Effective Monday, July 19, 2021, the following NOH/OMG office locations will no longer provide on-site blood draws: Westlake, Lorain, Olmsted Falls and Dewhurst. Click here for the nearest lab service location.
Researchers say that if you’re Black or Hispanic and coping with Type 1 diabetes, you don’t want to collide with COVID-19.
A University of Mississippi Medical Center study found that Black people with both Type 1 diabetes and COVID-19 are about four times as likely to be hospitalized for life-threatening diabetic ketoacidosis as someone who is white. Diabetic ketoacidosis is a life-threatening condition. It occurs when a Type 1 diabetes patient’s blood sugars are very high, but their insulin levels are very low.
In Hispanic patients with both COVID-19 and Type 1 diabetes, it’s about twice the risk, the study showed. So, let’s take a look at what researchers found and why it’s so significant.
Researchers collected data between April and August 2020 from 52 clinical sites in the United States.
They included 180 people with Type 1 diabetes and laboratory-confirmed COVID-19 in their analysis. 44% were non-Hispanic whites, 31% Black, and 26% Hispanic.
They found that more than half (55%) of the Black people in the study and 33% of the Hispanic people presented with diabetic ketoacidosis compared to only 13% of the white people who took part.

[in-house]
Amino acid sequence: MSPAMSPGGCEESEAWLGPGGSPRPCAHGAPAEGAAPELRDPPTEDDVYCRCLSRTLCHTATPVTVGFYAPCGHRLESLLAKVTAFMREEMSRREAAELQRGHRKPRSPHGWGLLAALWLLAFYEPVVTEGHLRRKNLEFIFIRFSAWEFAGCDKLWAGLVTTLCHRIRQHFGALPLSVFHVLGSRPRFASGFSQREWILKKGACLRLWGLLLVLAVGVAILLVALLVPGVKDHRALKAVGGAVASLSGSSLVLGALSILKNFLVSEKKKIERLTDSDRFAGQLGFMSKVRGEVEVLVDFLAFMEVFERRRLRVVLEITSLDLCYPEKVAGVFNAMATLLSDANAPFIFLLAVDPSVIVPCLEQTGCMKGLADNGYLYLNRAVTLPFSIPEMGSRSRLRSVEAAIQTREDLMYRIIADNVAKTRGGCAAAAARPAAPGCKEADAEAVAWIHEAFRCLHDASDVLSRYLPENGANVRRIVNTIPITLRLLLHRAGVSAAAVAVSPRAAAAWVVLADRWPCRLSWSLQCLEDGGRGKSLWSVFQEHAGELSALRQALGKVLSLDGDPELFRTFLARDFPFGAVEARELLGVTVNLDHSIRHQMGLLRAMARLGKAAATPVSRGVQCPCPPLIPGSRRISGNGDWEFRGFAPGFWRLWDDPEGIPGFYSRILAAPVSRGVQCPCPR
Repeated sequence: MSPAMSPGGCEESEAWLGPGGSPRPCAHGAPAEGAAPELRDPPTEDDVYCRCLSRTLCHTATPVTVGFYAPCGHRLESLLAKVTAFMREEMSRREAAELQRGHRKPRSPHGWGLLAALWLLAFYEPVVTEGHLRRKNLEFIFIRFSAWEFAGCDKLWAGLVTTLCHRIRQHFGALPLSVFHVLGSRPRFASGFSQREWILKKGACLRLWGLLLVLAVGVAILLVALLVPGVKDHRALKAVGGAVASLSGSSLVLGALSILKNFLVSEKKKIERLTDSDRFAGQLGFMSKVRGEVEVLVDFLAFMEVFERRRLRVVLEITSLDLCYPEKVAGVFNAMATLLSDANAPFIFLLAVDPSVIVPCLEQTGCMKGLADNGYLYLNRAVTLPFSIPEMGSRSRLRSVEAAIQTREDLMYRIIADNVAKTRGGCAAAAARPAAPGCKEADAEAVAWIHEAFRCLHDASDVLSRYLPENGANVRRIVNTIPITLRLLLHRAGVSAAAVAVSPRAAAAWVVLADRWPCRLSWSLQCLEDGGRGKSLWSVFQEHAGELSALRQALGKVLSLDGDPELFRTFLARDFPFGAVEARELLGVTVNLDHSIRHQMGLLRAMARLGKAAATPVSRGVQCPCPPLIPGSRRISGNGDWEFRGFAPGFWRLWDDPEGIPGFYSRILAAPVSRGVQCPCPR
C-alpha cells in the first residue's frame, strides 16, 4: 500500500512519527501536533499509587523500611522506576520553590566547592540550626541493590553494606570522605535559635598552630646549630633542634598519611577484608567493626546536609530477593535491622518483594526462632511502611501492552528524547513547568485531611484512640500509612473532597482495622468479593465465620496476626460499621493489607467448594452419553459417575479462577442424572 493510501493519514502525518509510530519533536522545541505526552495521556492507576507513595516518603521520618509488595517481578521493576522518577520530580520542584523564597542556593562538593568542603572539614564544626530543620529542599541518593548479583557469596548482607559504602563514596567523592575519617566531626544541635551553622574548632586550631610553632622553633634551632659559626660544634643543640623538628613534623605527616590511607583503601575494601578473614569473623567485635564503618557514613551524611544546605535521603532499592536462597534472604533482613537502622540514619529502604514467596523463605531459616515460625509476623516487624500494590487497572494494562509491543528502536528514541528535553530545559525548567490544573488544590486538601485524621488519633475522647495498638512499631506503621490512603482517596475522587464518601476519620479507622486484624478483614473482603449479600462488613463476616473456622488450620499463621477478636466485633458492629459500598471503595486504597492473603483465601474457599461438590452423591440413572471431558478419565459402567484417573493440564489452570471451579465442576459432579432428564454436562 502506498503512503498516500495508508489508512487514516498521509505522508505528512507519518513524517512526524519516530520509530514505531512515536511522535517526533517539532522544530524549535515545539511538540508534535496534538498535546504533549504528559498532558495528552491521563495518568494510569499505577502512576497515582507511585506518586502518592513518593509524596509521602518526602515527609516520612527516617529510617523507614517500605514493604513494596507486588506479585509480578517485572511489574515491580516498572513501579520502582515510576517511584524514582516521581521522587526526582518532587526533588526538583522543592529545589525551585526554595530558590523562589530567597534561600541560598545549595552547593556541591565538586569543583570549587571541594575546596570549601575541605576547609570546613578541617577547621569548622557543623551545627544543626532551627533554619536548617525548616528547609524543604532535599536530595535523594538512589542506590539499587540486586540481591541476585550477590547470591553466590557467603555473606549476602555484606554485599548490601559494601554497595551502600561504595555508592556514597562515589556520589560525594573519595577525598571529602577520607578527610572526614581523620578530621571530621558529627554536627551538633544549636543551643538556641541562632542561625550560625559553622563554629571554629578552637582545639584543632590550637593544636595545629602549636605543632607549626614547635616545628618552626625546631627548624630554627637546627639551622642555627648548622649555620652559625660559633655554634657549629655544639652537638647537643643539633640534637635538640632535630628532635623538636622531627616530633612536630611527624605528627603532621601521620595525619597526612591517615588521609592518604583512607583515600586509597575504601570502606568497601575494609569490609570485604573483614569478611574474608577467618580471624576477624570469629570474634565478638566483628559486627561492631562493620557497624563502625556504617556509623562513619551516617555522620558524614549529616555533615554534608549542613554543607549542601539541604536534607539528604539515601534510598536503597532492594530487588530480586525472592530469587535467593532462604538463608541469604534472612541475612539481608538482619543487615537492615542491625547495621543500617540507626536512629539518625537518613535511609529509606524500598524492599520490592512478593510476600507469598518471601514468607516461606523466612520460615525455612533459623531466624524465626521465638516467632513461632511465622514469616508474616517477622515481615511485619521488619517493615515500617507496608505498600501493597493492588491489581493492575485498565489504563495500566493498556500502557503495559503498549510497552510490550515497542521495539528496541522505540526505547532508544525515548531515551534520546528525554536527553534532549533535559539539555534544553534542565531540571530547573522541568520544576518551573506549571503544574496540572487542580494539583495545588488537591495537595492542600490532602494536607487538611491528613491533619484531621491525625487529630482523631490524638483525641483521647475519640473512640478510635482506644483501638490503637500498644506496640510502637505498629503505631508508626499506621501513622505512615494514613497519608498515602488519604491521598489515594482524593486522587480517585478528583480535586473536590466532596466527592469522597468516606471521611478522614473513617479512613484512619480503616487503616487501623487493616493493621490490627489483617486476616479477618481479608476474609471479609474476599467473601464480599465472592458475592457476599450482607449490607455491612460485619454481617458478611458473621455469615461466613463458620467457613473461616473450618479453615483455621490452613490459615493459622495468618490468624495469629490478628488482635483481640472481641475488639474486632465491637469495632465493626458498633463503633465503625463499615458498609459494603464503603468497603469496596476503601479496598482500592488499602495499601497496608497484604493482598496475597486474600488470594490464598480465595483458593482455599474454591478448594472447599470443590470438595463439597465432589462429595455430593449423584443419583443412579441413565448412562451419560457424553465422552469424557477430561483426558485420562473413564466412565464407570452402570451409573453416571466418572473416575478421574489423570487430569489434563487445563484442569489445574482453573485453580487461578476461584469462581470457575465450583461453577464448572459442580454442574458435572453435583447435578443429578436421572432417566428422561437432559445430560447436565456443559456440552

Previous studies have pointed to significant evidence that Type 2 diabetics are more at risk for worse COVID-19 outcomes that include hospitalization, intubation and death, but the study’s lead author says his findings demonstrate that patients with less common Type 1 diabetes also brings about increased risk. Lack of glucose monitoring is linked to worse outcomes with COVID.
Both COVID-19 and the flu are contagious respiratory illnesses that present with similar symptoms. Both viruses can impact the elderly and those with certain chronic conditions, such as diabetes, the hardest.
In addition to getting a flu and COVID-19 vaccine, other things you can do to protect yourself from both viruses include, wearing a mask, frequently washing your hands, and maintaining a safe distance from people when you go out.
To get the flu shot, contact your North Ohio Heart/Ohio Medical Group primary care physician, or, if you don’t have one, you can find a doctor online. You can also get the latest information on the state of diabetes in our infographic.
In the end, it’s important for everyone to monitor their blood glucose levels — not just diabetics. You can learn more about your blood sugar and how to control it in our guide “Know Your Blood Sugar Numbers.” You’ll also find out the 15 things you can do to reduce your risk of developing Type 2 diabetes.